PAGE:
Abstract The effectiveness of aspirin and clopidogrel in patients with chronic kidney disease (CKD) suffering from acute cardiovascular events is unclear. High on treatment platelet reactivity (HTPR) has been associated with worse outcomes. Here, we assessed the association of dipstick proteinuria (DP) and renal function on HTPR and clinical outcomes. Retrospective cohort analysis of 261 consecutive, non-dialysis patients admitted for Major Adverse Cardiovascular Events (MACE) that had VerifyNow P2Y12 and VerifyNow Aspirin assays performed. HTPR was defined as P2Y12 reactivity unit (PRU) > 208 for clopidogrel and aspirin reaction units (ARU) > 550 for aspirin. Renal function was classified based on the estimated glomerular filtration rate (eGFR), and dipstick proteinuria was defined as ≥30 mg/dl of albumin detected on a spot analysis. All cause mortality, readmissions, and cardiac catheterizations were reviewed over 520 days. In patients on clopidogrel (n = 106), DP was associated with HTPR, independent of eGFR, diabetes mellitus, smoking or use of proton pump inhibitor (AOR = 4.76, p = 0.03). In patients with acute coronary syndromes, HTPR was associated with more cardiac catheterizations (p = 0.009) and readmissions (p = 0.032), but no differences in in-stent thrombosis or re-stenosis were noted in this cohort. In patients on aspirin (n = 155), no associations were seen between DP and HTPR. However, all cause mortality was significantly higher with HTPR in this group (p = 0.038). In this cohort, DP is an independent predictor of HTPR in patients on clopidogrel, but not aspirin, admitted to the hospital for MACE.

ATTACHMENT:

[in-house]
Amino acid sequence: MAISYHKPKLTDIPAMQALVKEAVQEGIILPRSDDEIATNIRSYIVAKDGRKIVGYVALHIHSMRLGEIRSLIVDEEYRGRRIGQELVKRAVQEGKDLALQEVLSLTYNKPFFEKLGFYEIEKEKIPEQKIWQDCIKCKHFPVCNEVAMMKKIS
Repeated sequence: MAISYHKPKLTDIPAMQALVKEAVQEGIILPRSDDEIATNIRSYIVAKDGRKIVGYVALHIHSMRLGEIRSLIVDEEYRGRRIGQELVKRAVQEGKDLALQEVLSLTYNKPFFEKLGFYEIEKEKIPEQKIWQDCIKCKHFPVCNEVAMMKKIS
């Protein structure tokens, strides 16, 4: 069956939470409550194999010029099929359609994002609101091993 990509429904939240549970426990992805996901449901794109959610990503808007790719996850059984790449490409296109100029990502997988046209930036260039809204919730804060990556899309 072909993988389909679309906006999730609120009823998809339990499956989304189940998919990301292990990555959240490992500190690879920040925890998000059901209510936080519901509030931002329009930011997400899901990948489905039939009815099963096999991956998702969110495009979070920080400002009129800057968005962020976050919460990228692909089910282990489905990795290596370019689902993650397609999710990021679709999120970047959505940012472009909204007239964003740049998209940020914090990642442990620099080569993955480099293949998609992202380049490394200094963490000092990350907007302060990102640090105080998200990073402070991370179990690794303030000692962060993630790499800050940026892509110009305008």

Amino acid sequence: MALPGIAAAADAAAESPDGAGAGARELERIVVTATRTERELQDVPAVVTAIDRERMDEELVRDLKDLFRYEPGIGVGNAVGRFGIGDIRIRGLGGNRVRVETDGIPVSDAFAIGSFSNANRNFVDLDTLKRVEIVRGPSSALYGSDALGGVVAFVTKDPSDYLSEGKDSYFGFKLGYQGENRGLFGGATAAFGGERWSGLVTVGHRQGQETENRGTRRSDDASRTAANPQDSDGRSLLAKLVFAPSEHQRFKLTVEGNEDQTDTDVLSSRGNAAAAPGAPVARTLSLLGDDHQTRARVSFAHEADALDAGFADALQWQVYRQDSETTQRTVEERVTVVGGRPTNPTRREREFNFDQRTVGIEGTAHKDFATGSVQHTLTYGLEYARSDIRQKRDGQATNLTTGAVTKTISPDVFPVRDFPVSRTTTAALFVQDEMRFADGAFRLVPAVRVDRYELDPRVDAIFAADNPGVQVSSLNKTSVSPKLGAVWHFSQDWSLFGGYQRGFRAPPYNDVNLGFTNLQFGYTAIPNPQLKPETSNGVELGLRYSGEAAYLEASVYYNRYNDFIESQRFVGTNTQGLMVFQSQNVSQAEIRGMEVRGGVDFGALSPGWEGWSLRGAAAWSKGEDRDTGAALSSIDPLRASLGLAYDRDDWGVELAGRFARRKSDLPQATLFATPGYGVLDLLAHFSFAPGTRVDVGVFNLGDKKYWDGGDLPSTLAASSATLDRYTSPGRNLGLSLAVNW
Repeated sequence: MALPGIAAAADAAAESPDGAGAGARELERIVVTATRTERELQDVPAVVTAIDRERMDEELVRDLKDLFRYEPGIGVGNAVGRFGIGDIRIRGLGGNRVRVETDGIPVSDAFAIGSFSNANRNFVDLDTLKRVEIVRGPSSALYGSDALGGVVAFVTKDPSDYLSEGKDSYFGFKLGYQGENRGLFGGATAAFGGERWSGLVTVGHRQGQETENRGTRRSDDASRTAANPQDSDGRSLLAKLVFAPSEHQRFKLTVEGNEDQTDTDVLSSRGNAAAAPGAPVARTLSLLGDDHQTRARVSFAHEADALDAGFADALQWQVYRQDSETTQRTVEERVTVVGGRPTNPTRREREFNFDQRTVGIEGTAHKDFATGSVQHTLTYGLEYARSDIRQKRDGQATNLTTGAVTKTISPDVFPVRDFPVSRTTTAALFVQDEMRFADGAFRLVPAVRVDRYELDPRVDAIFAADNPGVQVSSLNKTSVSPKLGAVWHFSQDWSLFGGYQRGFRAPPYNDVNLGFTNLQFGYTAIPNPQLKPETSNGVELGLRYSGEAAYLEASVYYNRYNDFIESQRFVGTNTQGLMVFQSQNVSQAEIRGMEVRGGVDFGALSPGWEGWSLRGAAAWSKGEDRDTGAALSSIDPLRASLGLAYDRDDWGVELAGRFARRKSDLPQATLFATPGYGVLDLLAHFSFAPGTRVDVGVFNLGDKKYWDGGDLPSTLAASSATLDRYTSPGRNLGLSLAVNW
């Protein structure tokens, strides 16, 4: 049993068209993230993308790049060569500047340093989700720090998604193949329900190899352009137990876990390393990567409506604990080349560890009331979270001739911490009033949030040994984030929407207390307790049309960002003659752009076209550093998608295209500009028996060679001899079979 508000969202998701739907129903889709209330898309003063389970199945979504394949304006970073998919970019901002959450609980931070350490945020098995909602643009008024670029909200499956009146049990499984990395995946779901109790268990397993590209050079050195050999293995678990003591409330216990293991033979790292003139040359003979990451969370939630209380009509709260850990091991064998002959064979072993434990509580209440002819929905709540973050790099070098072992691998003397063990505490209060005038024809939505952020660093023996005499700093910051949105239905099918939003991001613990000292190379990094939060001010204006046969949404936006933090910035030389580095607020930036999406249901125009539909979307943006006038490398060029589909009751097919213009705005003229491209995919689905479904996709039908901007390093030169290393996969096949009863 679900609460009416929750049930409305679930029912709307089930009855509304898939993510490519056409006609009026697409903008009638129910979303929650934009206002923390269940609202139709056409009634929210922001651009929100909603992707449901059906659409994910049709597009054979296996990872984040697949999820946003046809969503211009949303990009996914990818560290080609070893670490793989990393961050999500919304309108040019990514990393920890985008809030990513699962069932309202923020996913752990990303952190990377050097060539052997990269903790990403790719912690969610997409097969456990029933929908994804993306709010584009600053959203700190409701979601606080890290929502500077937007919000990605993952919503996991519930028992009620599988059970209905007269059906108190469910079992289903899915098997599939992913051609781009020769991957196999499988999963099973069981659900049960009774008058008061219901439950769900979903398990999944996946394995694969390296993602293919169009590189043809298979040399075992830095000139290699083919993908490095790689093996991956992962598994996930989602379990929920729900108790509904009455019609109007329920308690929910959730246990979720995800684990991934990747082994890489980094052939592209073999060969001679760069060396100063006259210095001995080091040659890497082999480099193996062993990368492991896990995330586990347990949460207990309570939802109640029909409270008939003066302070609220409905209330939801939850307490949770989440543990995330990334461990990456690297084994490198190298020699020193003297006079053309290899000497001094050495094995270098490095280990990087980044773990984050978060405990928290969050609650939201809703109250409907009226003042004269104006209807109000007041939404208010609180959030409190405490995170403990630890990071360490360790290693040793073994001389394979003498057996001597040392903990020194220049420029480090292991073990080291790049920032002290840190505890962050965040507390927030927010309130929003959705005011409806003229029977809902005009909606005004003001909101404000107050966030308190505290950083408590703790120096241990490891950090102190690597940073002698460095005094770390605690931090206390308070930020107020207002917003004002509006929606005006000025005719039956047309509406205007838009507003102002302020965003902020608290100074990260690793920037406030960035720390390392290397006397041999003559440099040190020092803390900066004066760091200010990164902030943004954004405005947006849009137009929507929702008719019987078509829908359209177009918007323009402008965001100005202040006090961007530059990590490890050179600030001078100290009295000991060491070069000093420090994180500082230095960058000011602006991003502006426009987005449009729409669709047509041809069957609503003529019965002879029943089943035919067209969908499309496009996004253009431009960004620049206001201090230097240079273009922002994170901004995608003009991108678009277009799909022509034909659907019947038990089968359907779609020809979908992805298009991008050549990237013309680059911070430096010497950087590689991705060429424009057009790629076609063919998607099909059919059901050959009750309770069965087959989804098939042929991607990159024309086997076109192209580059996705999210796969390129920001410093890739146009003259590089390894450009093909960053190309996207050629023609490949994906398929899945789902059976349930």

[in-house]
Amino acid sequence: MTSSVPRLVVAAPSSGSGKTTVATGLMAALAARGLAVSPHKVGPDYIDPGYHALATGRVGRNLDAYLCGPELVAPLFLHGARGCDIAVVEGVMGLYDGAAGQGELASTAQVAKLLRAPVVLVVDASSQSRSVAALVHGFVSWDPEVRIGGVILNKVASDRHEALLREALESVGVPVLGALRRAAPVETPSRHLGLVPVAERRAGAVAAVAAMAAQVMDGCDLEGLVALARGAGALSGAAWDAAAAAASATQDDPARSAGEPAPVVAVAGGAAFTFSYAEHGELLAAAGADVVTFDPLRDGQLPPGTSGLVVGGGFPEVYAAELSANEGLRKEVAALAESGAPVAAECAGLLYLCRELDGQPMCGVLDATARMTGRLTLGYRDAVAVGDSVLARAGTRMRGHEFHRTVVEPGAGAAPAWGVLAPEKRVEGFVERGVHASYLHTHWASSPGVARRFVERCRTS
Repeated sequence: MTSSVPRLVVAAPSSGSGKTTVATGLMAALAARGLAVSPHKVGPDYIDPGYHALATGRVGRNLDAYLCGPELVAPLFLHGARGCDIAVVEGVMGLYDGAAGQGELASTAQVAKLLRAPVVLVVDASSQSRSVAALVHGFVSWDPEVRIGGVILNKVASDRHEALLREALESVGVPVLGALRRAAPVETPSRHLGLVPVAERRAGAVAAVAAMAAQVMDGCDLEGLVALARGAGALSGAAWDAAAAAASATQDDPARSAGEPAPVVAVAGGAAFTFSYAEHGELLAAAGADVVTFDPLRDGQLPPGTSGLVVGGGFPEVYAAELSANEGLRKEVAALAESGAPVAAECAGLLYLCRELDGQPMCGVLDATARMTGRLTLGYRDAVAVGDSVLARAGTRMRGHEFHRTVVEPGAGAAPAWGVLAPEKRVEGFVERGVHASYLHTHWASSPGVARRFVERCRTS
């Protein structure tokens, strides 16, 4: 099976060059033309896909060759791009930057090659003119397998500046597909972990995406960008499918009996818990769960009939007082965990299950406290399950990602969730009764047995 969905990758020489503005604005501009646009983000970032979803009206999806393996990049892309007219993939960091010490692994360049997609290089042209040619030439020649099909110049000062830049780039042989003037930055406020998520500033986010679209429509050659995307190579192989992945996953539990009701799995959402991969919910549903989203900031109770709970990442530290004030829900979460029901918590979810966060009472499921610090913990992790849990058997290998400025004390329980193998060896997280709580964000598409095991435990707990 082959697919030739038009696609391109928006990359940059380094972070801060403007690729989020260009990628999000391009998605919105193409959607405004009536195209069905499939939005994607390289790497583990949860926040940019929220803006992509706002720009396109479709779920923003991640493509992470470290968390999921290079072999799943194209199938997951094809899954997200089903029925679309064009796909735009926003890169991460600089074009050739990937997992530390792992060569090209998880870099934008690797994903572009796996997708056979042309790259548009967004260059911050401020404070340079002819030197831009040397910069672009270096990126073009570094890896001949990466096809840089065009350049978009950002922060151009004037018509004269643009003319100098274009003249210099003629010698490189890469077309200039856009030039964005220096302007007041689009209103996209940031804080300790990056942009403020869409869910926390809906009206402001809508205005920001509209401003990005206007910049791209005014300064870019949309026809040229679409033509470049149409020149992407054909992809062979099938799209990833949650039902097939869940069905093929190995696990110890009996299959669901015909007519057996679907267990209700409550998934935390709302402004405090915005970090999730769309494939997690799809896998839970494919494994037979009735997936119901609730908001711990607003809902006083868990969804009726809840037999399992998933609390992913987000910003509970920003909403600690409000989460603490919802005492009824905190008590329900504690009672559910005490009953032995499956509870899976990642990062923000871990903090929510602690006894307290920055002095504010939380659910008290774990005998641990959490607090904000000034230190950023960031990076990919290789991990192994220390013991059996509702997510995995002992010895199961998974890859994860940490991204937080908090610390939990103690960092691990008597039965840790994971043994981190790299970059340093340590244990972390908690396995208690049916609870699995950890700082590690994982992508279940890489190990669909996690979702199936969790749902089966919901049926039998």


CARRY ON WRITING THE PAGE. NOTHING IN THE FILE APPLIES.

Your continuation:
Recommended CitationDavila, Carlos D.; Vargas, Fernando; Huang, Kuan-Hsiang Gary; Monaco, Thomas; Dimou, Anastasios; Rangaswami, Janani; and Figueredo, M.D., Vincent M., "Dipstick proteinuria is an independent predictor of high on treatment platelet reactivity in patients on clopidogrel, but not aspirin, admitted for major adverse cardiovascular events." (2014). Cardiology Faculty Papers. Paper 51.